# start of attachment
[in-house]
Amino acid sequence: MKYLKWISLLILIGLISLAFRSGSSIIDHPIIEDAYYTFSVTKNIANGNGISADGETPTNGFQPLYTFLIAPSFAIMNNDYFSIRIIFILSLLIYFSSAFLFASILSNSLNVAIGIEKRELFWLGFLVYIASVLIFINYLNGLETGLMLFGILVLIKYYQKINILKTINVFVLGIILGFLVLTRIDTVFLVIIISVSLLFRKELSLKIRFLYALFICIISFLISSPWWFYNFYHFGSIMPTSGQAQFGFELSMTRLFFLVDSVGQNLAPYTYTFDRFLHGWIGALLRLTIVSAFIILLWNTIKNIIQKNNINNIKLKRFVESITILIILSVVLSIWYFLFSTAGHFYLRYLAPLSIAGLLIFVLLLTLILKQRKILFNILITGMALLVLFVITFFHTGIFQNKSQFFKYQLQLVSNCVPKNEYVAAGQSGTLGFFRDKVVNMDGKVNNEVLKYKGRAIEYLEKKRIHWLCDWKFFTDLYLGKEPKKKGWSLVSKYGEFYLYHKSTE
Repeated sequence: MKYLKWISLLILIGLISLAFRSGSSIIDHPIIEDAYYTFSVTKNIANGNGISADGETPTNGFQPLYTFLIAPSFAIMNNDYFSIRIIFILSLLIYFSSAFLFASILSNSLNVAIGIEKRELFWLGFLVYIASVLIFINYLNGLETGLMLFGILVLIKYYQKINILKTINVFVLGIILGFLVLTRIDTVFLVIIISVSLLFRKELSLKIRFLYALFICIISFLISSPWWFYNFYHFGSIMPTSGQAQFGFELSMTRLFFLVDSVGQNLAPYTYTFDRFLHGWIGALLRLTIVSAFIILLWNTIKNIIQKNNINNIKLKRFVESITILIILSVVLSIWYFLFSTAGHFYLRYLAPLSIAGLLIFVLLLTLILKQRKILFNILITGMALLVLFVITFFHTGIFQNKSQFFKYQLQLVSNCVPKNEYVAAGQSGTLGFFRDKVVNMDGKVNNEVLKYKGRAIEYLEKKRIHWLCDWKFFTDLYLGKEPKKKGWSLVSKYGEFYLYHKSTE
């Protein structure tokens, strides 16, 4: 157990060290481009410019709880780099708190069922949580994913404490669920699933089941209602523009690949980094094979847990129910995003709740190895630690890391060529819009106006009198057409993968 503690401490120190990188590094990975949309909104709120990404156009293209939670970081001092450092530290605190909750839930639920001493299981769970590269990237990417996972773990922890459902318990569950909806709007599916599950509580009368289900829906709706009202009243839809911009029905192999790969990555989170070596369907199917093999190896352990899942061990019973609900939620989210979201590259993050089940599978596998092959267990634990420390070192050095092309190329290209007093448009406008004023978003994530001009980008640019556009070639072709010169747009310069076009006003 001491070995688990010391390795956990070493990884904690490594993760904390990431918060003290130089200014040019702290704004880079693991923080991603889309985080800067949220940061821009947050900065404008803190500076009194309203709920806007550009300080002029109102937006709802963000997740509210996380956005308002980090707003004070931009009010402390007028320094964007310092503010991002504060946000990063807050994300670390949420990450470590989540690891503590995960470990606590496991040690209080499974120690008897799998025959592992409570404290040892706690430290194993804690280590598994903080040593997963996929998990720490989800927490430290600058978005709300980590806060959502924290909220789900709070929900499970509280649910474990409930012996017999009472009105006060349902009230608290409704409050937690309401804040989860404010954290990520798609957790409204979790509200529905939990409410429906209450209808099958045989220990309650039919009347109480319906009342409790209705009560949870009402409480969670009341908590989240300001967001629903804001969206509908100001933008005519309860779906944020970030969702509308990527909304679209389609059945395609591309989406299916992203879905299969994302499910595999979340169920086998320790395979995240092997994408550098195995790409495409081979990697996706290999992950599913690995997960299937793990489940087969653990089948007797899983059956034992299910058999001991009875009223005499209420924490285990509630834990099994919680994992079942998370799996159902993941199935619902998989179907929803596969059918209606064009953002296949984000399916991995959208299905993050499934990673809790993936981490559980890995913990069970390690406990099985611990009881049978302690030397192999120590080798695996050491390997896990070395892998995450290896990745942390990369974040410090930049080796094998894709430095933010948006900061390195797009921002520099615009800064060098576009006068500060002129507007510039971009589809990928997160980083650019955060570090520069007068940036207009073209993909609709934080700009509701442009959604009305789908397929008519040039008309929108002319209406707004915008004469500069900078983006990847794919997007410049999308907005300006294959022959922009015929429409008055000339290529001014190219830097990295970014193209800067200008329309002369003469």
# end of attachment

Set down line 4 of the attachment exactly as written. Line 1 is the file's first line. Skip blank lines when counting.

């Protein structure tokens, strides 16, 4: 157990060290481009410019709880780099708190069922949580994913404490669920699933089941209602523009690949980094094979847990129910995003709740190895630690890391060529819009106006009198057409993968 503690401490120190990188590094990975949309909104709120990404156009293209939670970081001092450092530290605190909750839930639920001493299981769970590269990237990417996972773990922890459902318990569950909806709007599916599950509580009368289900829906709706009202009243839809911009029905192999790969990555989170070596369907199917093999190896352990899942061990019973609900939620989210979201590259993050089940599978596998092959267990634990420390070192050095092309190329290209007093448009406008004023978003994530001009980008640019556009070639072709010169747009310069076009006003 001491070995688990010391390795956990070493990884904690490594993760904390990431918060003290130089200014040019702290704004880079693991923080991603889309985080800067949220940061821009947050900065404008803190500076009194309203709920806007550009300080002029109102937006709802963000997740509210996380956005308002980090707003004070931009009010402390007028320094964007310092503010991002504060946000990063807050994300670390949420990450470590989540690891503590995960470990606590496991040690209080499974120690008897799998025959592992409570404290040892706690430290194993804690280590598994903080040593997963996929998990720490989800927490430290600058978005709300980590806060959502924290909220789900709070929900499970509280649910474990409930012996017999009472009105006060349902009230608290409704409050937690309401804040989860404010954290990520798609957790409204979790509200529905939990409410429906209450209808099958045989220990309650039919009347109480319906009342409790209705009560949870009402409480969670009341908590989240300001967001629903804001969206509908100001933008005519309860779906944020970030969702509308990527909304679209389609059945395609591309989406299916992203879905299969994302499910595999979340169920086998320790395979995240092997994408550098195995790409495409081979990697996706290999992950599913690995997960299937793990489940087969653990089948007797899983059956034992299910058999001991009875009223005499209420924490285990509630834990099994919680994992079942998370799996159902993941199935619902998989179907929803596969059918209606064009953002296949984000399916991995959208299905993050499934990673809790993936981490559980890995913990069970390690406990099985611990009881049978302690030397192999120590080798695996050491390997896990070395892998995450290896990745942390990369974040410090930049080796094998894709430095933010948006900061390195797009921002520099615009800064060098576009006068500060002129507007510039971009589809990928997160980083650019955060570090520069007068940036207009073209993909609709934080700009509701442009959604009305789908397929008519040039008309929108002319209406707004915008004469500069900078983006990847794919997007410049999308907005300006294959022959922009015929429409008055000339290529001014190219830097990295970014193209800067200008329309002369003469």